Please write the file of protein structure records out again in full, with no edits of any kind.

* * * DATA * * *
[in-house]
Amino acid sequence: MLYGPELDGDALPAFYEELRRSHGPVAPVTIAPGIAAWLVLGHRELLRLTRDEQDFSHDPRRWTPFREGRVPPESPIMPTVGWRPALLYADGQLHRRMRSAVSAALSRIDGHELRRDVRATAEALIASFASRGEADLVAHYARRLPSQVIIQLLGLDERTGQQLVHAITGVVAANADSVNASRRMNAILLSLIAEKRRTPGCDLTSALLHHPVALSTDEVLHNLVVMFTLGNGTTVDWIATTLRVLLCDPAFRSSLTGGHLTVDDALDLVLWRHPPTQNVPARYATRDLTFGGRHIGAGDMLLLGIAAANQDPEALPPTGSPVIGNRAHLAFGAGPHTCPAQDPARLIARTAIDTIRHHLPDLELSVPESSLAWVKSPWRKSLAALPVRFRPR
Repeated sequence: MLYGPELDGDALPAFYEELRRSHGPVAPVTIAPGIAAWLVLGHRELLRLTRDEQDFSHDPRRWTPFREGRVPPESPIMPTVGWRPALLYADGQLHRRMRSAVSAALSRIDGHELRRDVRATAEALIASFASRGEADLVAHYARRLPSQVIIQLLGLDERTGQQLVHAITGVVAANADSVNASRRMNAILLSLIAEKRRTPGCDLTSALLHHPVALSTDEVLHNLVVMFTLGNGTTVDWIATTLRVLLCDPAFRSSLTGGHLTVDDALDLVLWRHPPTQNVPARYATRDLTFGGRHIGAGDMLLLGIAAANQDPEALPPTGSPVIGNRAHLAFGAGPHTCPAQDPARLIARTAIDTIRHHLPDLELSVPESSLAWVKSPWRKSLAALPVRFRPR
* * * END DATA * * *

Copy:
[in-house]
Amino acid sequence: MLYGPELDGDALPAFYEELRRSHGPVAPVTIAPGIAAWLVLGHRELLRLTRDEQDFSHDPRRWTPFREGRVPPESPIMPTVGWRPALLYADGQLHRRMRSAVSAALSRIDGHELRRDVRATAEALIASFASRGEADLVAHYARRLPSQVIIQLLGLDERTGQQLVHAITGVVAANADSVNASRRMNAILLSLIAEKRRTPGCDLTSALLHHPVALSTDEVLHNLVVMFTLGNGTTVDWIATTLRVLLCDPAFRSSLTGGHLTVDDALDLVLWRHPPTQNVPARYATRDLTFGGRHIGAGDMLLLGIAAANQDPEALPPTGSPVIGNRAHLAFGAGPHTCPAQDPARLIARTAIDTIRHHLPDLELSVPESSLAWVKSPWRKSLAALPVRFRPR
Repeated sequence: MLYGPELDGDALPAFYEELRRSHGPVAPVTIAPGIAAWLVLGHRELLRLTRDEQDFSHDPRRWTPFREGRVPPESPIMPTVGWRPALLYADGQLHRRMRSAVSAALSRIDGHELRRDVRATAEALIASFASRGEADLVAHYARRLPSQVIIQLLGLDERTGQQLVHAITGVVAANADSVNASRRMNAILLSLIAEKRRTPGCDLTSALLHHPVALSTDEVLHNLVVMFTLGNGTTVDWIATTLRVLLCDPAFRSSLTGGHLTVDDALDLVLWRHPPTQNVPARYATRDLTFGGRHIGAGDMLLLGIAAANQDPEALPPTGSPVIGNRAHLAFGAGPHTCPAQDPARLIARTAIDTIRHHLPDLELSVPESSLAWVKSPWRKSLAALPVRFRPR